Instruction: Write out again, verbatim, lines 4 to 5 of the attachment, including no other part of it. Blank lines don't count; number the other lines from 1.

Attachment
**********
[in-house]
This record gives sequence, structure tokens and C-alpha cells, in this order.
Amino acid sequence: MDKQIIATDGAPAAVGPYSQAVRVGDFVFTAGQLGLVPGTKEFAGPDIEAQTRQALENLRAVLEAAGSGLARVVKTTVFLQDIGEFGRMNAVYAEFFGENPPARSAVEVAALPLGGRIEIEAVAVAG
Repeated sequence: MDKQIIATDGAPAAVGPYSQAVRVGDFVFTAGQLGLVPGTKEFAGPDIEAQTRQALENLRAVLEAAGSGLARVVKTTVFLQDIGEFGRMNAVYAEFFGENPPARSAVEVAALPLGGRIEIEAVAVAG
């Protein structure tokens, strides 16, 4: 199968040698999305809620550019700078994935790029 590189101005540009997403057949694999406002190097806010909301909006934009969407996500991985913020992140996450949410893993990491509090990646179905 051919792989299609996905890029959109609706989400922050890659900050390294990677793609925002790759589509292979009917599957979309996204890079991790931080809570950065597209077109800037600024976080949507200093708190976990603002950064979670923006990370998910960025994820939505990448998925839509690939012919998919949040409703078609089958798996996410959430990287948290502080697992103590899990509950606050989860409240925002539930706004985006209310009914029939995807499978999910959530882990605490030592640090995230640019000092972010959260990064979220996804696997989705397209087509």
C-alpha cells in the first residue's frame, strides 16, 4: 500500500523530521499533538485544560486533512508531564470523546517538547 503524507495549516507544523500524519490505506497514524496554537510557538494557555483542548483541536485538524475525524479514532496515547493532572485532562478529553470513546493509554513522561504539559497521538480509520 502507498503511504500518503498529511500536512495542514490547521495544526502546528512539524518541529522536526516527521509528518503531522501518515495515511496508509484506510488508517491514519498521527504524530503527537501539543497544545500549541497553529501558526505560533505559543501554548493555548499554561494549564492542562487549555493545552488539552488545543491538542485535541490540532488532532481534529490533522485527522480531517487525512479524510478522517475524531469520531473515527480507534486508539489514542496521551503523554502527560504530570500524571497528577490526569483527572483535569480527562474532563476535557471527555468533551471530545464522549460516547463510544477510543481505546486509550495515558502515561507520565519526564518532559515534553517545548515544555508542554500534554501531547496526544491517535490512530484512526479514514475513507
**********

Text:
Repeated sequence: MDKQIIATDGAPAAVGPYSQAVRVGDFVFTAGQLGLVPGTKEFAGPDIEAQTRQALENLRAVLEAAGSGLARVVKTTVFLQDIGEFGRMNAVYAEFFGENPPARSAVEVAALPLGGRIEIEAVAVAG
């Protein structure tokens, strides 16, 4: 199968040698999305809620550019700078994935790029 590189101005540009997403057949694999406002190097806010909301909006934009969407996500991985913020992140996450949410893993990491509090990646179905 051919792989299609996905890029959109609706989400922050890659900050390294990677793609925002790759589509292979009917599957979309996204890079991790931080809570950065597209077109800037600024976080949507200093708190976990603002950064979670923006990370998910960025994820939505990448998925839509690939012919998919949040409703078609089958798996996410959430990287948290502080697992103590899990509950606050989860409240925002539930706004985006209310009914029939995807499978999910959530882990605490030592640090995230640019000092972010959260990064979220996804696997989705397209087509």